For example, in May 2015, the Financial Crimes Enforcement Network (FinCEN) assessed a $700,000 civil money penalty against Ripple Labs, a digital currency operator, for its failure to register as an MSB and its failure to implement and maintain an adequate AML program. Although Ripple Labs began selling digital currency in August 2013, it did not fully implement its AML compliance program until nearly a year after it began its sales. During that year, Ripple Labs engaged in a series of transactions for which it failed to generate the required SARs.
Rapidly growing fintech companies need to ensure that their compliance program grows in scale with their business. Once a fintech company has established an AML compliance program, the AML compliance program may not keep pace with the company’s business. For example, an effective AML program requires conducting KYC due diligence. A fintech startup may conduct adequate KYCs on the company’s initial customer base; however, the KYC process may be overwhelmed as the company grows and attracts larger volumes of customers from diverse backgrounds and locations. Similar problems may arise in generating SARs and satisfying other reporting requirements as transactions taking place across an app increase rapidly over a year.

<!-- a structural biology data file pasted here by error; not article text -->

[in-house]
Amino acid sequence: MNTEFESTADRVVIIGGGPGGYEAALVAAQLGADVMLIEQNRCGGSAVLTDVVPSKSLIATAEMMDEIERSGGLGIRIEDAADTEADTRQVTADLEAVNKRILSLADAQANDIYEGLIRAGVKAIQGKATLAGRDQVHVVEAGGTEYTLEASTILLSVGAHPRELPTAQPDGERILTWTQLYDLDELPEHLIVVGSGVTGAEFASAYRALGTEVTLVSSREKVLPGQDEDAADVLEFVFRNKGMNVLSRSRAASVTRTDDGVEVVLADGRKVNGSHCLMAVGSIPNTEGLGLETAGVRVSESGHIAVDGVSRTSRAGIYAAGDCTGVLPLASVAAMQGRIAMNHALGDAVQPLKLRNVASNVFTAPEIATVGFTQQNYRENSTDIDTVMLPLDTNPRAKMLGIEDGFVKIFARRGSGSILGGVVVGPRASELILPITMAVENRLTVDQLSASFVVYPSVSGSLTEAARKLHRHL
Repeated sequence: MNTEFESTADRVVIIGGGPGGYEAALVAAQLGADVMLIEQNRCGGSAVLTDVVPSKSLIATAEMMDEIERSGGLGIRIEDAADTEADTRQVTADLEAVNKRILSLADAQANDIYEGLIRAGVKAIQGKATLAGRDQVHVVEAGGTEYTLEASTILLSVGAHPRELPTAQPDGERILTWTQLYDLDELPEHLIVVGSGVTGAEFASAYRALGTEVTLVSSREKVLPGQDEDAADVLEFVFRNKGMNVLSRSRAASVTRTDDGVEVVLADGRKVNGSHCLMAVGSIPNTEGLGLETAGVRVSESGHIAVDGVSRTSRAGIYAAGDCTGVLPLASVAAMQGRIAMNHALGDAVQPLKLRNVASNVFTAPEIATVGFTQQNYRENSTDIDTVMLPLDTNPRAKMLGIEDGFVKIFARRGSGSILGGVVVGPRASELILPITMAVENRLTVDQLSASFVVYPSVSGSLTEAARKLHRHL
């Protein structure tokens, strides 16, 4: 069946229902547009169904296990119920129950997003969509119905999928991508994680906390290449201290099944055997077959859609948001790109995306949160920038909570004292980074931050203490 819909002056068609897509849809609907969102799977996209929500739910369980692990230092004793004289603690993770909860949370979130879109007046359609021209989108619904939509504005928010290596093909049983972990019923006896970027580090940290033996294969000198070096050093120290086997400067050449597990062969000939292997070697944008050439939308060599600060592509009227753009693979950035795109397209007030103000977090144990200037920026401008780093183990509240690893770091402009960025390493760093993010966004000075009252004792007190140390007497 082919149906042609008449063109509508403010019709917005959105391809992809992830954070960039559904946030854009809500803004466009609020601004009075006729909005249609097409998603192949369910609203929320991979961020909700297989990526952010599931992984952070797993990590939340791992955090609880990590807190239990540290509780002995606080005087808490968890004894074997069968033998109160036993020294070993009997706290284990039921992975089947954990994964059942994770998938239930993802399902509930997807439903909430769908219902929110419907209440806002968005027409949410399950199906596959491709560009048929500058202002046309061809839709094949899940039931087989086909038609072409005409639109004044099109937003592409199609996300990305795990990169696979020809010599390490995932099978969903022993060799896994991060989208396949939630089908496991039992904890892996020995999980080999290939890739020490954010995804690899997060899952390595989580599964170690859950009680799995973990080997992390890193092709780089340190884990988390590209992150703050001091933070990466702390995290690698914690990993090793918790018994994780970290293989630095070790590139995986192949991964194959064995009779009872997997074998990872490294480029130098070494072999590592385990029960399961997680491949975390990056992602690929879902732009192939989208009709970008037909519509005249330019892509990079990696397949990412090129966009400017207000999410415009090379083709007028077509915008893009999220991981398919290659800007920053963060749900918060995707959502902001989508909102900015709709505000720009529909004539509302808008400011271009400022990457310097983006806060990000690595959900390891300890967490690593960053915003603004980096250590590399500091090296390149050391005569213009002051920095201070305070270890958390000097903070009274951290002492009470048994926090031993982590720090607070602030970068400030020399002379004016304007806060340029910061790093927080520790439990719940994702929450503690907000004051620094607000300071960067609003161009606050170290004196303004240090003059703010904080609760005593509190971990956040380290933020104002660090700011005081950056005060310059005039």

As Bruce Wallace, chief digital officer of Silicon Valley Bank Financial Group, recently observed:
“Banks have hundreds, sometimes thousands, of employees committed to compliance functions. Just think for a moment of a startup with five or six employees, mostly engineers, who now have to navigate the landscape of a highly complex regulatory environment. In many cases, it’s not as simple as ‘if your fintech company does X’ then you simply put this specific program in place. They have to spend a lot of cycles figuring out what they need to be in compliance with and then build and institutionalize their program.”
Anonymous payments should not be permitted for any transaction, regardless of amount. Financial institutions are required to verify a customer’s identity. Given that anonymous payments were the focal point of the Liberty Reserve prosecutions, and attracted the scrutiny of European regulators after the Paris attacks, fintech companies should be wary of allowing users to process any payments without verifying their identities – regardless of transaction limits. Some fintech companies currently allow users to complete low-valued transactions (for example, $299.99 or less) without requiring the users to verify their identities. Fintech companies need to consider the possibility of conducting KYC procedures on all users, no matter how small the amount of the transaction. For example, the 2004 Madrid bombers used the sales of Moroccan hashish to support their terrorist attacks. Similar payments for drugs, so long as they fall under the $300 transaction limit, can still occur anonymously on some mobile payment and digital wallet systems. When multiple small payments are layered or aggregated, terrorists (or other criminals) have the means to finance low-cost attacks such as those in Paris and San Bernardino. Undoubtedly alert to this threat, regulators are not likely to hesitate to take action against fintech companies that allow the threat to persist.